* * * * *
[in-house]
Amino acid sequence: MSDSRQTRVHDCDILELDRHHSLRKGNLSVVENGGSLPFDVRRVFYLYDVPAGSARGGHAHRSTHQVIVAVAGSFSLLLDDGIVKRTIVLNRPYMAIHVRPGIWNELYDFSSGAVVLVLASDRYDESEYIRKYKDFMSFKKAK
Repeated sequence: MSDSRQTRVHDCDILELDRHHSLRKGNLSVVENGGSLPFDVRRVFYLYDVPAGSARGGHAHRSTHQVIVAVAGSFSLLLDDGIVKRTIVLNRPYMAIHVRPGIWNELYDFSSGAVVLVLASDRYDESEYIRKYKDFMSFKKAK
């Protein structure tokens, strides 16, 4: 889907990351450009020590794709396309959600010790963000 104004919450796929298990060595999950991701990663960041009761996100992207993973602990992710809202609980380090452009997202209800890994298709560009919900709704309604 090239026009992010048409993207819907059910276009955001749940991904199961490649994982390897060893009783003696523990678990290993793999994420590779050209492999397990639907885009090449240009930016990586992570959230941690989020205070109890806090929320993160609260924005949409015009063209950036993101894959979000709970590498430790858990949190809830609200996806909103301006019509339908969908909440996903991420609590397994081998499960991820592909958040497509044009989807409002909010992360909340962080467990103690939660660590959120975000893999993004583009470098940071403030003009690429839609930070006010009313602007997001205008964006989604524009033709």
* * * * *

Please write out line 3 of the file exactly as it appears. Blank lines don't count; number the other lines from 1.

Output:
Repeated sequence: MSDSRQTRVHDCDILELDRHHSLRKGNLSVVENGGSLPFDVRRVFYLYDVPAGSARGGHAHRSTHQVIVAVAGSFSLLLDDGIVKRTIVLNRPYMAIHVRPGIWNELYDFSSGAVVLVLASDRYDESEYIRKYKDFMSFKKAK